Music industry legend James Endeacott loves Do It Yourself

March 25th, 2015 § 0 comments § permalink

book cover2Great excitement at Cultured Llama HQ. We approached James Endeacott, the man who signed up The Libertines to Rough Trade Records (more about him below), to give an endorsement for Do It Yourself: a History of Music in Medway by Stephen H Morris. James has his own history in Medway – he was a supremely entertaining panellist at a conference for Medway musicians some 10 years ago; Pete Doherty played at the Tap’n’Tin in Chatham in 2003, and Carl Barat, formerly of The Libertines, formed a supergroup, The Chavs, (along with Tim Burgess from The Charlatans and Primal Scream keyboardist Martin Duffy and We Are Scientists’s drummer Andy Burrows) who did a secret gig at the same venue in 2004. Just one story from many in the book, showing how local bands and venues have an influence that spreads far beyond five small towns in north Kent.

Here’s what James Endeacott has to say:

Stephen H. Morris brings to life a vast array of colourful characters, inspiring music and small venues – along with a passion and belief in the music of The Medway Towns. Do It Yourself: A History of Music in Medway is a detailed and thorough account of the area’s musical history from the mid-70s to the present day; it’s also a picture of a small part of the south east of England that has never lost its faith in love and music. There’s a beating heart in those towns and long may it continue.

And here’s more about James:

Over the last 50 years, James Endeacott has worked in a record shop, played in a band called Loop, been an A&R man for The Strokes, run a record label called 1965 Records and tried to unlock people’s minds. He looks like Mick Hucknall, supports Crystal Palace Football Club and signed The Libertines to Rough Trade Records in 2001. He has been Up The Bracket ever since.

Do It Yourself: a History of Music in Medway is available from Cultured Llama. Go to the book’s page to buy a copy for £15 plus p&p: Do It Yourself: a History of Music in Medway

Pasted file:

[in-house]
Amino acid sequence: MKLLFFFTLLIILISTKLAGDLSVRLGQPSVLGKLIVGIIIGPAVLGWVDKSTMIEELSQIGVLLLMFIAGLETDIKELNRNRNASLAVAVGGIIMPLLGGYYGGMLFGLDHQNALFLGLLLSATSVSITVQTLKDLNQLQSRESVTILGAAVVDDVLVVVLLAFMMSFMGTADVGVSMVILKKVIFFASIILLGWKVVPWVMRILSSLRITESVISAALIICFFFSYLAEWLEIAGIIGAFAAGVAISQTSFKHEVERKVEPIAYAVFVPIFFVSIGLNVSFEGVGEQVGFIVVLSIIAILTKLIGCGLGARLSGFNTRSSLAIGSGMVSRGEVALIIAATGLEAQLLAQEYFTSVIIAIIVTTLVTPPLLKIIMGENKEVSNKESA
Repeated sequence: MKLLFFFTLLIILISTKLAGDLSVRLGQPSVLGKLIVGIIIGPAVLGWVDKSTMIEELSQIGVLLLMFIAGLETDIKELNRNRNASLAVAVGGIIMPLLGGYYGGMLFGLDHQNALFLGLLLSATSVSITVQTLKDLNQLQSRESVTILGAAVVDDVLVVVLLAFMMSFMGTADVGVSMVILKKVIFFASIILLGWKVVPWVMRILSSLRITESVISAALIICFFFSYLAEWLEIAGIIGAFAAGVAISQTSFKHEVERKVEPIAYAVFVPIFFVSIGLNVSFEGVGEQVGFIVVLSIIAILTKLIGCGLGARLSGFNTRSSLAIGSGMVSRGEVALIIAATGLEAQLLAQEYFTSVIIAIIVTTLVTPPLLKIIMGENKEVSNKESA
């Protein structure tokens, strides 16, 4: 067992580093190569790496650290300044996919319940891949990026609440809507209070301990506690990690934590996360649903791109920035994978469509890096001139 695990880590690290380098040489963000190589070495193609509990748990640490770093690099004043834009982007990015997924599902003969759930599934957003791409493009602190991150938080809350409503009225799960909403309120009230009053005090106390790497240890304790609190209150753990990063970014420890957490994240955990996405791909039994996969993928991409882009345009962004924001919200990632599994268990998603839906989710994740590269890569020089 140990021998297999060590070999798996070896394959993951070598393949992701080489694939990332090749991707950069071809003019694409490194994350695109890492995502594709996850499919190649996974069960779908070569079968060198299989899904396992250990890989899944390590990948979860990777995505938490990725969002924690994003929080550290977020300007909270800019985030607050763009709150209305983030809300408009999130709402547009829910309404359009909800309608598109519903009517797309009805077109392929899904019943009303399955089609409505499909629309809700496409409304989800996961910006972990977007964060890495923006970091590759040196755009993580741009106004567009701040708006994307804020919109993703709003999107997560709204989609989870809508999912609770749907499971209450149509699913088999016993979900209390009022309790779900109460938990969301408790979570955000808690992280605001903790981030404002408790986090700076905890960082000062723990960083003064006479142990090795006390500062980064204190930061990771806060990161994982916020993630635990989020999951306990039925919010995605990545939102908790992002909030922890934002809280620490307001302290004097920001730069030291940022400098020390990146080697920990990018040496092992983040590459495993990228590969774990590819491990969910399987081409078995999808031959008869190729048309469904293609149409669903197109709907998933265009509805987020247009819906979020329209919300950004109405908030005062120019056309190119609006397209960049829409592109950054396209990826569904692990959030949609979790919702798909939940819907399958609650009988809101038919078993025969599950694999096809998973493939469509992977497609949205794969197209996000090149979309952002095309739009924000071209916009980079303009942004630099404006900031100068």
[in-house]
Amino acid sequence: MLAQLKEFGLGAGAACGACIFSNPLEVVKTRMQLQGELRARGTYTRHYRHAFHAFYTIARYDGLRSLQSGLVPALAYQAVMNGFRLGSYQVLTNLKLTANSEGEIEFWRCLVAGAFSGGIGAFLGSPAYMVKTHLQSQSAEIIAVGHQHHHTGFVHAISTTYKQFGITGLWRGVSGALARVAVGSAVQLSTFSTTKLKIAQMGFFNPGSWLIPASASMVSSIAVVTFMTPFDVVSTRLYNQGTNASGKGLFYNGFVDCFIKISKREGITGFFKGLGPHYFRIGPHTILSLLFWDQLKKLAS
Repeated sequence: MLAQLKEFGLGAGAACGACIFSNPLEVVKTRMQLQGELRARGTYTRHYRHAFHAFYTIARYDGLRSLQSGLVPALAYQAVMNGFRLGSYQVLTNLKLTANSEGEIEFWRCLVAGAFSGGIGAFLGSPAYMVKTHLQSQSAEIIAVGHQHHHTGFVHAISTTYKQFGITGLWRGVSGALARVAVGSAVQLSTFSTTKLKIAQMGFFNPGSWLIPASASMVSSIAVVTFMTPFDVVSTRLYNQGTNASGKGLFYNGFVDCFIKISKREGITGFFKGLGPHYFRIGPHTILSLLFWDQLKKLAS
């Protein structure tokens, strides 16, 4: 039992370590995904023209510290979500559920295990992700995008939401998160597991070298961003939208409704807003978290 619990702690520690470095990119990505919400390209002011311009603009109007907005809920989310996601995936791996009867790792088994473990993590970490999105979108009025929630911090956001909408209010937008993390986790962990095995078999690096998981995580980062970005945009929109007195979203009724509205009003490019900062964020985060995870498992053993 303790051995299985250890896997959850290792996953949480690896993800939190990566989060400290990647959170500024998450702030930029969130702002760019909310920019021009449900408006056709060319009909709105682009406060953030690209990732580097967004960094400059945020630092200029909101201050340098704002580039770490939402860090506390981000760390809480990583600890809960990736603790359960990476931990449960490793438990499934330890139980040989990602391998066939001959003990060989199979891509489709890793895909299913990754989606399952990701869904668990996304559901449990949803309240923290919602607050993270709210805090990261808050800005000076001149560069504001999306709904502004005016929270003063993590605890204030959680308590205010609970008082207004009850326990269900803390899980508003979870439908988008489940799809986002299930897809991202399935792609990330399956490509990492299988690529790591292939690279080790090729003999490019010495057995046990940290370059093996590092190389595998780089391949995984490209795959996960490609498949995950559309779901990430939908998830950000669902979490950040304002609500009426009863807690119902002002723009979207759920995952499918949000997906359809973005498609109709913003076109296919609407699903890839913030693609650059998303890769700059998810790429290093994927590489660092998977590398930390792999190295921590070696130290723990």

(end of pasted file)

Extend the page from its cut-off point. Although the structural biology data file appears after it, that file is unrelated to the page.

The book will be launched at The Barge, Layfield Road, Gillingham, Kent, on 23 April at 8.00 pm. As well as readings by the author, there will be performances from musicians featured in the book, including Stuart Turner and Nick Hughes. There will also be a prize quiz in aid of the Oliver Fisher Neonatal Trust: Are You a Medway Buff? (In reference to one of the many incarnations of Medway musician and artist Billy Childish – The Buff Medways).

The book will also be on sale at The Sweeps Festival, Rochester from 2-4 May. The Cultured Llama stall will be with the records and musical instruments stalls in Boley Hill car park, in the moat of Rochester Castle.

 

Do It Yourself: a History of Music in Medway by Stephen H Morris

March 11th, 2015 § 0 comments § permalink

We are now taking orders for the long-anticipated Do It Yourself: a History of Music in Medway by Stephen H. Morris. The March issue of WOW magazine has the book listed in their ‘Six really Good Things to do this Month’. Editor Emma Dewhurst says:

Having heard Morris read from a draft of the book last year, I can attest to to its entertaining, well-researched and zip-a-long account of Medway’s music scene from the mid-70s onwards. Reviewed in next month’s WOW.